NEW YORK, NY -- Founded in 1837, Hermès began as an equestrian equipment company in Paris specializing in leather saddles and bridles for European nobility. Not until their Centennial did the company beginning creating their famed carrés or silk scarves. Hermès scarves represent luxury, versatility, portability, and creativity.
Although ancient Roman soldiers wore scarves as protection under their armor, the long history of scarves as aesthetic decoration allegedly stemmed from Egyptian Queen Nefertiti, who wore a scarf under her headdress. Hermès scarves offer endless possibilities for their use. Lightweight and striking, the scarves can be tied around one’s neck or even around the straps of a bag. They can be framed as a wall decoration, or collected for their varied designs.
The first Hermès scarf was created in 1937, presenting a departure from the company’s typical product and marked a new journey into color. The design was titled Jeu Des Omnibus et Dames Blanches, and the theme was an 1800s board game from Émile Hèrmes’ personal collection. Since the first scarf, Hermès has produced over 2,000 designs, with the goal of thirty new designs a season. Several re-editions of previous scarves are also reproduced each year, printed in new vibrant color combinations. Over 75,000 colors are held in Hermès’ records.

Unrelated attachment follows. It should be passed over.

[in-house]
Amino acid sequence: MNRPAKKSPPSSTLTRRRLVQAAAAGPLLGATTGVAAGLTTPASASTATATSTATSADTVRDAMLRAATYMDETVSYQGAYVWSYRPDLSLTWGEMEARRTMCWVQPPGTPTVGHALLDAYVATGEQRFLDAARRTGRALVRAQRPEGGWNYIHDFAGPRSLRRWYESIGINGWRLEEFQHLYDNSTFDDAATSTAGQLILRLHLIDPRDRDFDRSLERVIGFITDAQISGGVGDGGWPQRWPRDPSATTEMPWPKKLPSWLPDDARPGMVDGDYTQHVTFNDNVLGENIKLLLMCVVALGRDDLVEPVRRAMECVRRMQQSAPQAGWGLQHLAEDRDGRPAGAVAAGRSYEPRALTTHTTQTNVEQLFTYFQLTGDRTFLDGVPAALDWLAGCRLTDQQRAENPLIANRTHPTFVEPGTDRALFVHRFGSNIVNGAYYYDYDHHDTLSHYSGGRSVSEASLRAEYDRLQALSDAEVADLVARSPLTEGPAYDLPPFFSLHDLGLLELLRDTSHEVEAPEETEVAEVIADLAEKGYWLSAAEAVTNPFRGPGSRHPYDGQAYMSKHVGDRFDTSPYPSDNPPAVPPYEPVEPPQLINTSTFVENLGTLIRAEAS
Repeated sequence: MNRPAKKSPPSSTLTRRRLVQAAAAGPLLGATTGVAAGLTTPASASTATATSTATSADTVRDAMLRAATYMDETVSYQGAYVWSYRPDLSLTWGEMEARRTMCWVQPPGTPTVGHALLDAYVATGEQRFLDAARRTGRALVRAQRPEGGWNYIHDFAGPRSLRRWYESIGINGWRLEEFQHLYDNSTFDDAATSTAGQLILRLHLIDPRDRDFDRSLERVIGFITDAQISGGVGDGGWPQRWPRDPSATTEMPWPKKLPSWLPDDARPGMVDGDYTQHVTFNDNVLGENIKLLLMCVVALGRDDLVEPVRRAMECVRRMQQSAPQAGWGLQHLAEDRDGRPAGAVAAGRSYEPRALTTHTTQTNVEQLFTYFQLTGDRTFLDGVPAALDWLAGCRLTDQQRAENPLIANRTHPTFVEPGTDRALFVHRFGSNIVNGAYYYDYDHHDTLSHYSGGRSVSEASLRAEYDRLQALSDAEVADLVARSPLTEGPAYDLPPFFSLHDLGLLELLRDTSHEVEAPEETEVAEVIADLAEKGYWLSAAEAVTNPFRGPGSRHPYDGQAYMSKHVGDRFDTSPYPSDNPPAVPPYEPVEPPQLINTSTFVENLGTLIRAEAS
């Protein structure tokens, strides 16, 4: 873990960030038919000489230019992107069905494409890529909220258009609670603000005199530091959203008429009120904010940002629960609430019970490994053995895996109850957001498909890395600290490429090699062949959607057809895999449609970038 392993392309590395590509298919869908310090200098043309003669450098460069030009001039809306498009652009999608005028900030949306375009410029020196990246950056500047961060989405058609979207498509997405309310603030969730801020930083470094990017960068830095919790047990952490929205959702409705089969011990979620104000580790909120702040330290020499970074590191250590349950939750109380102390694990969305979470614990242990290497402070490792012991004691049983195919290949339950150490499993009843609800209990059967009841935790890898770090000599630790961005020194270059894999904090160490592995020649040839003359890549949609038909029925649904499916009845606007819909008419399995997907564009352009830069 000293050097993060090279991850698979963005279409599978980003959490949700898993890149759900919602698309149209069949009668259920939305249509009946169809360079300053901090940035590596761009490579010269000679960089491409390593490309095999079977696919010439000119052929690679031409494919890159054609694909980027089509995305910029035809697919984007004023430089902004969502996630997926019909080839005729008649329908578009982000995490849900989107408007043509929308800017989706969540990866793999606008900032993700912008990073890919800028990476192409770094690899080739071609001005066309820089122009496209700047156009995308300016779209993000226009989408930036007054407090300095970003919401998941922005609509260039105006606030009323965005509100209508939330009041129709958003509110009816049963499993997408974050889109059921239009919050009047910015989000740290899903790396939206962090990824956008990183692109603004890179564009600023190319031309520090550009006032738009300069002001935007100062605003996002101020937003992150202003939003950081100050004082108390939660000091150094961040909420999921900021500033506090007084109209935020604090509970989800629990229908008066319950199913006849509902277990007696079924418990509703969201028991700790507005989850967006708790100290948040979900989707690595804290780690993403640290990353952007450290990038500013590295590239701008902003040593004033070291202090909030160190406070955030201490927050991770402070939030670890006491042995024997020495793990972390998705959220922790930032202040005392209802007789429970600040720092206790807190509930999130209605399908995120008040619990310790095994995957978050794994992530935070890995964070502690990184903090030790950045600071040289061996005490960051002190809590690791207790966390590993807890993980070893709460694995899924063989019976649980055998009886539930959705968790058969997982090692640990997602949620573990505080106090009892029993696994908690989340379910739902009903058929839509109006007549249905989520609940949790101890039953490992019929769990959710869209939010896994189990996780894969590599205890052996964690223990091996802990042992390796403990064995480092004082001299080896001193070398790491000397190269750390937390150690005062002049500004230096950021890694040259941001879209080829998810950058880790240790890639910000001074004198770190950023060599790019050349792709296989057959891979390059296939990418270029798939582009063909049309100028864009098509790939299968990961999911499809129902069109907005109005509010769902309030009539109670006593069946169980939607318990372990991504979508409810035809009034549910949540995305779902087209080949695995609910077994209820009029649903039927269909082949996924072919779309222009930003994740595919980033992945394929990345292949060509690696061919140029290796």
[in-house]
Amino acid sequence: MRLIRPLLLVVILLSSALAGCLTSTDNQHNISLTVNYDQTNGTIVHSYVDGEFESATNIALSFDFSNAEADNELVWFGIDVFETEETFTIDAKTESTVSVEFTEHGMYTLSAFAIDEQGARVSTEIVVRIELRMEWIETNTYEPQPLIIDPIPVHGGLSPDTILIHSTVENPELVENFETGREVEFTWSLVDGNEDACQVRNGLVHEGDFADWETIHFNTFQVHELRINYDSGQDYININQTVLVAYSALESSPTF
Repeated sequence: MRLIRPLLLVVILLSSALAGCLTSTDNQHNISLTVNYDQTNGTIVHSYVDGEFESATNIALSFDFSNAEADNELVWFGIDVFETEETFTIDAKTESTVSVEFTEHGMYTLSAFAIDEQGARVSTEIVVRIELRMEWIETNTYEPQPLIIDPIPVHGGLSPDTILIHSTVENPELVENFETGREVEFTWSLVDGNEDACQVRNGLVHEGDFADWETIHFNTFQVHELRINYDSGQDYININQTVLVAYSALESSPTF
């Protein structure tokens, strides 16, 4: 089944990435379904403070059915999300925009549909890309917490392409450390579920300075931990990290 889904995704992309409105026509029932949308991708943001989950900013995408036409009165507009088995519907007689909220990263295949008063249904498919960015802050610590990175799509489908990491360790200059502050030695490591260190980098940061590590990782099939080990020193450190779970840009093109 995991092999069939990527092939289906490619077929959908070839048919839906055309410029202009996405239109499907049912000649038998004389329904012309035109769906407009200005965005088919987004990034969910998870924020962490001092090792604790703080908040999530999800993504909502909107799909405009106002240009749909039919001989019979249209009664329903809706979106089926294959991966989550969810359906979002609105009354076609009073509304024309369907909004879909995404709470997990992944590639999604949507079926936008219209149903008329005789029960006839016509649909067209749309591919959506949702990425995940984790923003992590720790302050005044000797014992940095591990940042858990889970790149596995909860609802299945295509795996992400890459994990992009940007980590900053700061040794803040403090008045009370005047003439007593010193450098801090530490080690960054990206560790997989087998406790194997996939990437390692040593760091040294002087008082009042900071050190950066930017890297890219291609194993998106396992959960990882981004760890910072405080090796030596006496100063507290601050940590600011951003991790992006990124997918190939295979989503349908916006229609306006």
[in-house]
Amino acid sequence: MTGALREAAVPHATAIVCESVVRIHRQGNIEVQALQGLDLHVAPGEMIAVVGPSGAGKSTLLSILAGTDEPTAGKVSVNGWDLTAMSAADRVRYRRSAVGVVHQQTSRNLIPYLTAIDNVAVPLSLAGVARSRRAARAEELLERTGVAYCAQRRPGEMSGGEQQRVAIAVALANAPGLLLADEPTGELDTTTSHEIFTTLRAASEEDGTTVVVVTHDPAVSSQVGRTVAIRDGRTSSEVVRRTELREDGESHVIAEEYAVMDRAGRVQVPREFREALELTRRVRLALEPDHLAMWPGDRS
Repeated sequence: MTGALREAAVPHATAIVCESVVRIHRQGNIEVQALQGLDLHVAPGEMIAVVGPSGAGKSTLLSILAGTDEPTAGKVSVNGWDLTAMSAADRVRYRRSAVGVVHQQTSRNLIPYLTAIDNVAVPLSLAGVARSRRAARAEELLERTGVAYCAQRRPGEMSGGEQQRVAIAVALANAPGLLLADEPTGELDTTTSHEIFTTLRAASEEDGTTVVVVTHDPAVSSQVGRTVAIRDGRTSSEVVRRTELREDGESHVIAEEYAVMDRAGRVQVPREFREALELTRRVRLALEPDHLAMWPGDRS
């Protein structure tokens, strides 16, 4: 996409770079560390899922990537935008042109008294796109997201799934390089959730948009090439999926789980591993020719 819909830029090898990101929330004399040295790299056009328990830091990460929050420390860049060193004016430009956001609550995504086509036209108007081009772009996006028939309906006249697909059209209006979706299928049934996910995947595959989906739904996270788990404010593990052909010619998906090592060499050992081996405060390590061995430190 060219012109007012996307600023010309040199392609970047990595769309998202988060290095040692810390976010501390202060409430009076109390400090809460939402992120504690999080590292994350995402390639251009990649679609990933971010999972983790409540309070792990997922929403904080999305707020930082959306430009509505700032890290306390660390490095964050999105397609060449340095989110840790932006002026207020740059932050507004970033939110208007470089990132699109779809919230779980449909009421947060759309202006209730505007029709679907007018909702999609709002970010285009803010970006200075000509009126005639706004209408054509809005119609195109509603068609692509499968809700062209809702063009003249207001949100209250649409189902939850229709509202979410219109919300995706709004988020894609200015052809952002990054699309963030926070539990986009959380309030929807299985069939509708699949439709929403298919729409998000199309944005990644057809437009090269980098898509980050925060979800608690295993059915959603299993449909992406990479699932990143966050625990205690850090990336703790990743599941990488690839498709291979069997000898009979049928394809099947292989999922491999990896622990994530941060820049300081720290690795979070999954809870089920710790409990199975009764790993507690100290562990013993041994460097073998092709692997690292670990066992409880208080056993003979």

The process of making these silk luxury scarves involves the silk of 250 mulberry moth cocoons and hundreds of hours, that is, after a design has been finalized. Roughly fifty individual freelance designers, sought out by Hermès from around the world, create the designs themselves. It takes approximately 19 months to produce a scarf design. Several months are spent on determining each scarf’s color, with the average number of colors per scarf typically reaching twenty-seven. The highest number of colors incorporated into an individual scarf is forty-eight or forty-nine. Once the design and color combination have been approved, they are sent to Hermès' silk scarf workshops in Lyon and printed on Brazilian silk using vegetable dyes. The scarves are then cut from the cloth and hand-rolled with small stitches at the edges.
The wide assortment of designs range from celebratory limited editions to re-editions of beloved favorites chosen from Hermès’ archives. Carré patterns and designs also inspire the firm’s other departments, permeating Hermès’ clothing, accessories, and housewares. Scarves are kept in Hermès’ current inventory until they are sold out, which increases the anticipation of each design due to its finite quantity.
The Estate of Barbara Cook
Doyle is pleased to offer a collection of Hermès scarves from the estate of famed Broadway actress and singer Barbara Cook. The collection comprises lots 700 through 708 in the sale of Fine Jewelry on Wednesday February 21, 2018. View Lots & Place Bids ►